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  November 13th, 2020 | Written by

5 Ways For Companies To Give Back – And Still Make Bucks

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  • “A company can create positive change by leveraging its strong team culture."
  • “Buying from local businesses is one of the best ways to give back, especially when so many are struggling."
  • "Look for beneficial cross-promotions that are good for your business and your partners.”

As the coronavirus pandemic turns much of the business world upside down, numerous companies have pivoted while reevaluating their purpose, products, and relationship with customers.

One area of emphasis that has gained traction is philanthropy. Many CEOs see helping those in need as an essential element of a business, especially in these unprecedented times, says Vince Thompson (, founder and CEO of the marketing agency MELT and author of Building Brand You: How To Use Your College Experience To Find And Win Your First Job.

“Goodwill is good business,” Thompson says. “To whom much has been given, much is expected. As we are all dealing with the many effects of COVID-19, working from home, and enduring the mental strain of these stressful, uncertain times, seeking to do good right now is one of the most important things a person or a company can do.

“Goodwill reinforces a company’s purpose, which reinforces esprit de corps. Externally, philanthropy is good PR for your business, especially for small businesses that depend on their communities to keep them afloat. People are watching how companies respond in tough times, and that goodwill is reciprocated by new customers and the continued loyalty of regulars. Philanthropic actions strengthen both a company’s internal bonds and its ties with the community.”

Thompson suggests five ways companies can give back and help their own business at the same time.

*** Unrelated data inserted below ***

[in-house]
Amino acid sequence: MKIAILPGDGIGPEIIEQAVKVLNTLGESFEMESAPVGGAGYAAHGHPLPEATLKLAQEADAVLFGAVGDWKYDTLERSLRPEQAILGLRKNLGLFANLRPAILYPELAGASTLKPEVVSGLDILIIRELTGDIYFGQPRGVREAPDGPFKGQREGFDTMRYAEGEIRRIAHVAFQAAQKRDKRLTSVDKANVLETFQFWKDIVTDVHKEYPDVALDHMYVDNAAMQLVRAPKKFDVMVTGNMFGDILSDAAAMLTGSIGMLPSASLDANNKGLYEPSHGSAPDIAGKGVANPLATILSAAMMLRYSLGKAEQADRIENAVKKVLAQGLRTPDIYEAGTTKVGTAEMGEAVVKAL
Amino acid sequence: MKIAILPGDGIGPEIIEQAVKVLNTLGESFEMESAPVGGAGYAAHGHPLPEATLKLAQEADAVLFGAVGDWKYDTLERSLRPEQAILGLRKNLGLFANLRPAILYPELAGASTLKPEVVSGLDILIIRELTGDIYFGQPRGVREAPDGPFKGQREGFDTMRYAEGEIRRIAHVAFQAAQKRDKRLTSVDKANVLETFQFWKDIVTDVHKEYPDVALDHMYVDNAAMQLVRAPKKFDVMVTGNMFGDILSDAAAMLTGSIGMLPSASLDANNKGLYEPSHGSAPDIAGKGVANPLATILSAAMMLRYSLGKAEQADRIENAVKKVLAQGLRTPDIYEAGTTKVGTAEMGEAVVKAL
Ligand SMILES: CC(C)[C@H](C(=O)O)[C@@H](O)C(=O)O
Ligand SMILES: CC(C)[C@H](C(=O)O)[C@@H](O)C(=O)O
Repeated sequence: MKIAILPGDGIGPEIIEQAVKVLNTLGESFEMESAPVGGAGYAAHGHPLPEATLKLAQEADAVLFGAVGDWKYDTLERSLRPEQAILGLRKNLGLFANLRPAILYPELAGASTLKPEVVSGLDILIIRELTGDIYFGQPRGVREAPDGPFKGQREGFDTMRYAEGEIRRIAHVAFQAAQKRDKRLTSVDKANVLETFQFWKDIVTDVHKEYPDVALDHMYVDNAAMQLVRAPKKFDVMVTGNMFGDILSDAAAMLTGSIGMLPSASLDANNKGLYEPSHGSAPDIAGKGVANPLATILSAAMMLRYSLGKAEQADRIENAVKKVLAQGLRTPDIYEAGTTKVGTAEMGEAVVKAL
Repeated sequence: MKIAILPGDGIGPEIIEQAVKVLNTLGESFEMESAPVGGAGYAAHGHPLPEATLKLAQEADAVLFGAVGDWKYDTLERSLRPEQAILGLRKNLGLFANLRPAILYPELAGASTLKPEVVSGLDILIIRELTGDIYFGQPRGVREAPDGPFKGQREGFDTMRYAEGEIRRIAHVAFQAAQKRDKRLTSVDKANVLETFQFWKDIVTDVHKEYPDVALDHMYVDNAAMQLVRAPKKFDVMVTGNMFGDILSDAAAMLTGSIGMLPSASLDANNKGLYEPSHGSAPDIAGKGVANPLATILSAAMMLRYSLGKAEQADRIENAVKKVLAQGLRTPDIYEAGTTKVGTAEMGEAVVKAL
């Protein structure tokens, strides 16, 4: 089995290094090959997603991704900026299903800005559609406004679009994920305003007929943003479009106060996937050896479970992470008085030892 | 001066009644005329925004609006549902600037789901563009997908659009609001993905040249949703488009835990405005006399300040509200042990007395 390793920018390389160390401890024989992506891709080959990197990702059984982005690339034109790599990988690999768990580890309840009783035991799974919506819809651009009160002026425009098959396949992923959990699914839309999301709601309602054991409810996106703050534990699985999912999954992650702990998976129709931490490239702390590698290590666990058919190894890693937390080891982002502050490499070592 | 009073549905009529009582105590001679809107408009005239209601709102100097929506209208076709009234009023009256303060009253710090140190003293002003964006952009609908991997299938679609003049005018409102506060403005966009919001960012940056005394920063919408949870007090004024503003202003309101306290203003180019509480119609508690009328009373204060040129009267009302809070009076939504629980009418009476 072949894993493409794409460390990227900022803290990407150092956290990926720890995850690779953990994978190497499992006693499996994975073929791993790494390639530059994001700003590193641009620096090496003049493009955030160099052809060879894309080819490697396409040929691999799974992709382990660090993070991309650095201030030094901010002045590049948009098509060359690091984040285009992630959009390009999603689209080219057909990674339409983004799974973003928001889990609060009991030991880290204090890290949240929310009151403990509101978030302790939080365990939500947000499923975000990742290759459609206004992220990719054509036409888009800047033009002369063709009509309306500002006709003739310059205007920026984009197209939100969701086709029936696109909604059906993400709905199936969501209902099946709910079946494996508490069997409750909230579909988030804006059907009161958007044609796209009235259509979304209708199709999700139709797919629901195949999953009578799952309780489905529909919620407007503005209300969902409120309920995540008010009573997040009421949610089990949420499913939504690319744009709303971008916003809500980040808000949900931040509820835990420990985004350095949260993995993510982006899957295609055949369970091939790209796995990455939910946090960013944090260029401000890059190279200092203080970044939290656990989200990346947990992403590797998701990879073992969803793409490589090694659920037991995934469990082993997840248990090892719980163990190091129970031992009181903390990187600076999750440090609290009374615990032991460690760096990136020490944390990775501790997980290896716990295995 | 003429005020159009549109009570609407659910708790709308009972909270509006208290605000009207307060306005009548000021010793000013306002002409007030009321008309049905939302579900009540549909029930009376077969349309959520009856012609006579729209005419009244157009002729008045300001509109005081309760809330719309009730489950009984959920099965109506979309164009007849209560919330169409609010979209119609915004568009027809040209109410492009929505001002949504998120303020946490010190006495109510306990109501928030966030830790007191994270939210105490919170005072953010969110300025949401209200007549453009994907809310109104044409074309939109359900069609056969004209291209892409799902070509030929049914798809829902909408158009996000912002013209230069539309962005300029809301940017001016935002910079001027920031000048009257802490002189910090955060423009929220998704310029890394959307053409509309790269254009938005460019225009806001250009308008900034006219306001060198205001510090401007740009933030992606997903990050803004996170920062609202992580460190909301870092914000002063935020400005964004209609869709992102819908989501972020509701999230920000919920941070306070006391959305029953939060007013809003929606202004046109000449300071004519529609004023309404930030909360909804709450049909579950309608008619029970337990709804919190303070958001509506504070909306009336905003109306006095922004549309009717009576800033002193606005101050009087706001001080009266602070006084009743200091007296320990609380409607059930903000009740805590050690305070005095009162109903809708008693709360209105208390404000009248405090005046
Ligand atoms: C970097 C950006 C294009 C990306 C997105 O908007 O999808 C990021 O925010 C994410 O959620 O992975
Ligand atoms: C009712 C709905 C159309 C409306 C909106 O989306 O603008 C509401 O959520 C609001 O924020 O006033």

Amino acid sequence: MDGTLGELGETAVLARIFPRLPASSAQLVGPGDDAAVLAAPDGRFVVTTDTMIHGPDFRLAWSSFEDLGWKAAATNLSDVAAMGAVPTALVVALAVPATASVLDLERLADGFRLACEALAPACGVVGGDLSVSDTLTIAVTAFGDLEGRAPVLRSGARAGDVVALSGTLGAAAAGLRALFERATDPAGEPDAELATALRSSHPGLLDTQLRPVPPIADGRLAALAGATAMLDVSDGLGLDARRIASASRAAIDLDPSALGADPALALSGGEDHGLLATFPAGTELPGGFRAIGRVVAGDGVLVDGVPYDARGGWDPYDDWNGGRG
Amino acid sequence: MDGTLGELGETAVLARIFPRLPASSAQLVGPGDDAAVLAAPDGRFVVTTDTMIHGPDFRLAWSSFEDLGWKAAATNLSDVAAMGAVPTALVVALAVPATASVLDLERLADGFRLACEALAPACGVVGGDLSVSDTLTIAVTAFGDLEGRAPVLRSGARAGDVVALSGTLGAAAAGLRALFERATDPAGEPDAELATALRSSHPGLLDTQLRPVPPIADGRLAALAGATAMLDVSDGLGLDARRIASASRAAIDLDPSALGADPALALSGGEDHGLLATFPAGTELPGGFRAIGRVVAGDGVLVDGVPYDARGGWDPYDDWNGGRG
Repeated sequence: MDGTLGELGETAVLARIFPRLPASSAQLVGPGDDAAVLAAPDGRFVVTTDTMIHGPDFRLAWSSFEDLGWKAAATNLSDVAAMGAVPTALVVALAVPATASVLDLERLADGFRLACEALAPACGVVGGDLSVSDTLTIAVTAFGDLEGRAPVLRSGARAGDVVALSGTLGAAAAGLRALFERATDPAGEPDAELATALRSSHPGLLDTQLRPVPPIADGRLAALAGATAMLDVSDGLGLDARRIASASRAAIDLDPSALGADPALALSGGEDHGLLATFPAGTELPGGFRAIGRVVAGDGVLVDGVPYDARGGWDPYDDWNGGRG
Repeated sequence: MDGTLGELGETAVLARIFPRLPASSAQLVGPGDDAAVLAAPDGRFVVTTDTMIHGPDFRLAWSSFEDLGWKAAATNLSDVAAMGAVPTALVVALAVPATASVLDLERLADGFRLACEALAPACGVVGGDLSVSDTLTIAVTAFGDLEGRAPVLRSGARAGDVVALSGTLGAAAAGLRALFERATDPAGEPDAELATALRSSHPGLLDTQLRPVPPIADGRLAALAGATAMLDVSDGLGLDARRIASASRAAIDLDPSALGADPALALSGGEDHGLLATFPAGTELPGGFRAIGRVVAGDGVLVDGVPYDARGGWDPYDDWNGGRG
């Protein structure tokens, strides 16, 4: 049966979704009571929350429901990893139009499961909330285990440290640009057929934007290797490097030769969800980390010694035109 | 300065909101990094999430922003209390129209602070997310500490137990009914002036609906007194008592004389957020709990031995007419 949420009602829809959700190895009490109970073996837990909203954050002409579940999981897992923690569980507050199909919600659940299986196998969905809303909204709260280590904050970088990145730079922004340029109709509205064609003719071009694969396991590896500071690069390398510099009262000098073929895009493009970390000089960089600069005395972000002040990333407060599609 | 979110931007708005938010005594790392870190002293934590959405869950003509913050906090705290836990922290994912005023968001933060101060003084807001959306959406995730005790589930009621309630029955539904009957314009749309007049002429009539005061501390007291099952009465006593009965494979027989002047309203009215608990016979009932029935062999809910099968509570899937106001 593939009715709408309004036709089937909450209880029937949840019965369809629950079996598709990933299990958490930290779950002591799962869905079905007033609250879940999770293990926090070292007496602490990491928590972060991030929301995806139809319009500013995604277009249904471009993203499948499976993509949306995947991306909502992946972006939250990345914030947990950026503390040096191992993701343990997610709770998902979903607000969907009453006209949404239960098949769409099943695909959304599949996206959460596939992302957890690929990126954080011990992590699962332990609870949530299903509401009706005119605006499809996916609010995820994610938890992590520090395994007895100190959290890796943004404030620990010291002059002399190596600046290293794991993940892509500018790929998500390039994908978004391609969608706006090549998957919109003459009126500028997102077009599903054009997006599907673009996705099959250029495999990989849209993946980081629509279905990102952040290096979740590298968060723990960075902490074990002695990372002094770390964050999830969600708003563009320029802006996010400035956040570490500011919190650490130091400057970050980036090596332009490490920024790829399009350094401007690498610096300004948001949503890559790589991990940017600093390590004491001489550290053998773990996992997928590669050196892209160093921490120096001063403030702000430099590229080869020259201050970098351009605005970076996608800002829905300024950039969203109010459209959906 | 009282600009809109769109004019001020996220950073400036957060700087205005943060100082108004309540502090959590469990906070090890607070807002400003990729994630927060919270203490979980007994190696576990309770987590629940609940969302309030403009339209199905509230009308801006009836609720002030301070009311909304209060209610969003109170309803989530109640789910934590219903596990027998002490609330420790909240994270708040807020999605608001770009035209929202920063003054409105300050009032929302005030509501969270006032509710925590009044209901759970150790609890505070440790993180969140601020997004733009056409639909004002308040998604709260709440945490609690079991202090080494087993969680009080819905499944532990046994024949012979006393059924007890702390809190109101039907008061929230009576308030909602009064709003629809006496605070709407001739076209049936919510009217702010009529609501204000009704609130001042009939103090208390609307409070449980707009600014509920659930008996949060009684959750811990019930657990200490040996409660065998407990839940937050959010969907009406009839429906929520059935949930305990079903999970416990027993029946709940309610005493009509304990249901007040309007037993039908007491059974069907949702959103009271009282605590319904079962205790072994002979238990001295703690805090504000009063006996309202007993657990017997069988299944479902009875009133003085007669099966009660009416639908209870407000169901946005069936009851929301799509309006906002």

Expand your reach. Thompson’s company welcomes college interns every summer. Part of the program includes engaging them with several national brands, through guest speakers and field trips. But last summer, due to the coronavirus outbreak, he evolved his business model into a remote platform, expanding into a year-round virtual series of classes and podcasts, and substantially increasing enrollment while staying connected with his business’ primary partners. “It was a way to share more career development advice with college students and give them some help they really need during these perilous times,” Thompson says.

Encourage employees to help. “A company can create positive change by leveraging its strong team culture,” Thompson says. “Allow employees company time to organize outreach activities. Find out what causes they’re passionate about. You’re then sending the importance of the philanthropic message to your workforce. Getting employee involvement from the strategic phase onward helps the philanthropic initiatives align with company goals.”

Launch a charity drive. Start a collection for a particular cause. Your company can collect non-perishable food items for distribution at food banks. Toy drives are popular around the holidays. “You can set up automatic donations through virtual giving platforms,” Thompson says. “You could even leave out a collection jar at your place of business and cash in the collected amount to send through an online portal.”

Provide selected pro bono work. Philanthropic planning must be precise, especially during a pandemic as companies strategize on what’s financially feasible and what is not. But Thompson says there’s usually room to do a few extra jobs for free, which could go a long way for someone without the means to hire you otherwise. “Research and reach out to people who can use your services but can’t afford them,” Thompson says. “Involve your team in the nominating process. These are win-win feel-good actions.”

Help other businesses. “Buying from local businesses is one of the best ways to give back, especially when so many are struggling,” Thompson says. “Leave nice reviews and link to your favorite local companies on your website. Look for beneficial cross-promotions that are good for your business and your partners.”

“More and more businesses are now realizing the importance of giving back,” Thompson says. “It simultaneously improves employee and customer engagement while making a great impact on people’s lives.”


Vince Thompson ( is the founder, chairman and CEO of MELT, one of America’s most successful sports marketing and branding agencies, and author of Build Brand You. An award-winning brand builder and sports marketer, Thompson has worked on brand strategies for some of the most famous brands in the world, including The Coca-Cola Company and Aflac. Thompson has been named one of Atlanta Business Chronicle’s “Most Admired CEOs,” among the “500 Most Influential Atlantans” by Atlanta Magazine, the American Diabetes Association’s “Father of the Year,” one of Sports Business Journal’s “Power Players,” and was listed by BizBash as one of the top 1,000 people in the event industry.